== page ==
TOKYO -- The government expanded coronavirus quasi-emergency measures from six to 10 prefectures across Japan on April 16, aiming to head off a fourth infection wave with a broad plan covering the country's major urban centers without risking the economic hit of another state of emergency.
One source close to the government described the measures as "equivalent" to a state of emergency declaration, though they are applied to municipalities instead of whole prefectures. However, it has had little effect in western Japan's Osaka Prefecture, where the city of Osaka was put under a quasi-emergency earlier than anywhere else, and the government is showing signs of frustration.
At an April 16 meeting of the government's Advisory Committee on the Basic Action Policy for the coronavirus, COVID-19 response minister Yasutoshi Nishimura expressed a sense of crisis about the virus' spread, and sought understanding for placing three prefectures neighboring Tokyo and the central prefecture of Aichi under quasi-emergency measures: "It's expected that in May variant strains will become dominant in the Tokyo metropolitan area, Kansai region and the greater Nagoya area. We must respond with extreme caution."
To prevent a fourth wave of infections, the government set out quasi-emergency measures it could mobilize quickly, including requesting or ordering dining businesses to close early. Though wider areas can be covered under states of emergency, in which prefectural governments can order a business to close outright, they also risk causing severe economic damage. Reissuing the state of emergency lifted only in March would also show the policy to have been a failure, making it a highly unattractive option for the government.
But with the addition of four more prefectures to quasi-emergency measures, over a quarter of Japan's population -- about 35 million people -- are living in affected municipalities. New infections nationally also topped 4,000 people for the first time in 2 1/2 months on April 14. It's possible that infection numbers have already exceeded the level thought containable by geographically limited quasi-emergency measures.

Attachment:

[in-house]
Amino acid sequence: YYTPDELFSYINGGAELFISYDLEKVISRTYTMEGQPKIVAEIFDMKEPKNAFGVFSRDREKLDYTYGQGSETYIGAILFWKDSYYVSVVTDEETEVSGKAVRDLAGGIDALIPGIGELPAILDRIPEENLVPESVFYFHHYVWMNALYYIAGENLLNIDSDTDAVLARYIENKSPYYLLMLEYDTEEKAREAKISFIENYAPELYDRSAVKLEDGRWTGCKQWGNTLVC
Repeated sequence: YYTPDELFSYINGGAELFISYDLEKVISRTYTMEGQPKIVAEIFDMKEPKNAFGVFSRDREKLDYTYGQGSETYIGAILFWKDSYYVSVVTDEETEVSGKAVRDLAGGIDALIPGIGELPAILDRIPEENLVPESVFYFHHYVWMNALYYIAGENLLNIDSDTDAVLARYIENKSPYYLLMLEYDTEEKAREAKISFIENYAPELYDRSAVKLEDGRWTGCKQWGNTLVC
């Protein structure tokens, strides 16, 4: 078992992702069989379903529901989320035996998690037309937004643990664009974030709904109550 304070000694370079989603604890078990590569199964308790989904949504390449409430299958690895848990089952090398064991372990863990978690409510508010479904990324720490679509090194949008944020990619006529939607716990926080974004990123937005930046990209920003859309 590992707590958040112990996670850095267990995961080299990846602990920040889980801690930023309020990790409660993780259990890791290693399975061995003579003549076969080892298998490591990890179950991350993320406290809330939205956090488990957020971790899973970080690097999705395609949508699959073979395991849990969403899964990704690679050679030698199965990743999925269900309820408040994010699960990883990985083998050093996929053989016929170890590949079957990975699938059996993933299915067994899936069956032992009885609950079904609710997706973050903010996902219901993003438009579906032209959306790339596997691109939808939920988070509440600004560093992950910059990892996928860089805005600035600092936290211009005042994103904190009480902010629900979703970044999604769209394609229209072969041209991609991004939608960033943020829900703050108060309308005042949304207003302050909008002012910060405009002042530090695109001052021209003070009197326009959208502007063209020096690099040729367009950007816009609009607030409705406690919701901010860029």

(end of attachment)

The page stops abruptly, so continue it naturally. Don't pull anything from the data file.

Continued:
At an April 16 meeting of the government's coronavirus countermeasures advisory committee, some attendees said they felt a "state of emergency should be issued" because the conditions -- a speedy, nationwide spread -- have already been met, and multiple experts said a state of emergency should be declared.
While Nishimura acknowledged that "infection numbers are rising across the country," he also explained: "Quasi-emergency measures and state of emergency declarations should fulfill equivalent roles. We'd like first to be allowed to do this."
At a subsequent House of Representatives Steering Committee meeting, he said, "If a national, accelerated spread of the virus is taking place, we must not hesitate to declare a state of emergency," but added, "To ensure a declaration isn't needed, we will go ahead with strong infection suppression measures including shortening business hours and refraining from holding events."
But the quasi-emergency measures being relied on have yet to show results. In Osaka Prefecture, where they have been in force in the city of Osaka since April 5, while morning commuter numbers have fallen somewhat, April 16 saw the prefecture log a record high 1,209 new coronavirus infections.
A source with the prime minister's office put on a show of calm, saying, "The quasi-emergency measures' effects should be visible after two weeks, around April 19." But at a press conference, secretary-general of the ruling LDP's House of Councillors caucus Hiroshige Seko called for a stronger response, saying, "Whether it's quasi-emergency measures or a declaration, we must embark on tangible measures to stop the flow of people."
On April 16, Shigeru Omi, the head of the government's advisory committee, told the House of Representatives Committee on Health, Labor and Welfare regarding the necessity of a state of emergency declaration: "Next week we'll see clearly if the quasi-emergency measures have had an effect. From next week on, we have to make a conclusive judgment."
In the last state of emergency from January to March, people became tired of self-restraint, and an official at the prime minister's office sighed and said, "The declaration is our 'last card' so we don't want to play it. But if we just continue quasi-emergency measures for a long time, it's possible people will get complacent again. The prime minister is worried, too."
(Japanese original by Shun Kawaguchi, Political News Department, and Shiho Fujibuchi, Business News Department)